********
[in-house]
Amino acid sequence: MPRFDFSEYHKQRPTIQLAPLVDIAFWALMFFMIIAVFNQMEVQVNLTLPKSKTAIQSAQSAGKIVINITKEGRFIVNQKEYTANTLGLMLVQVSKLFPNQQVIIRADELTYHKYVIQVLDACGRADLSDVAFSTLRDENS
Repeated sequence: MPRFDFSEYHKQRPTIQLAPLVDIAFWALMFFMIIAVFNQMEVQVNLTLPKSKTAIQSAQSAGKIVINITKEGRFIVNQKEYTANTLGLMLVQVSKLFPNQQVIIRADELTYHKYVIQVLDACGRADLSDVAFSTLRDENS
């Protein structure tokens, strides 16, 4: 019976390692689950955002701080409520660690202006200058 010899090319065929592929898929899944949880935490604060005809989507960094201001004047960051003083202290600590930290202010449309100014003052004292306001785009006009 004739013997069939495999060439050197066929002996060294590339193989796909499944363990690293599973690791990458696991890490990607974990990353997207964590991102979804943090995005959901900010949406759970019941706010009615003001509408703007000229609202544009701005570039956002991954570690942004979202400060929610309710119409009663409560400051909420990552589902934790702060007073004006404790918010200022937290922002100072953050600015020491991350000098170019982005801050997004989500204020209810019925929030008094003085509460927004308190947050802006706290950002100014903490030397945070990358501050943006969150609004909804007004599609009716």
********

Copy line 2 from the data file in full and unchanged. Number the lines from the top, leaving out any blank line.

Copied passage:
Amino acid sequence: MPRFDFSEYHKQRPTIQLAPLVDIAFWALMFFMIIAVFNQMEVQVNLTLPKSKTAIQSAQSAGKIVINITKEGRFIVNQKEYTANTLGLMLVQVSKLFPNQQVIIRADELTYHKYVIQVLDACGRADLSDVAFSTLRDENS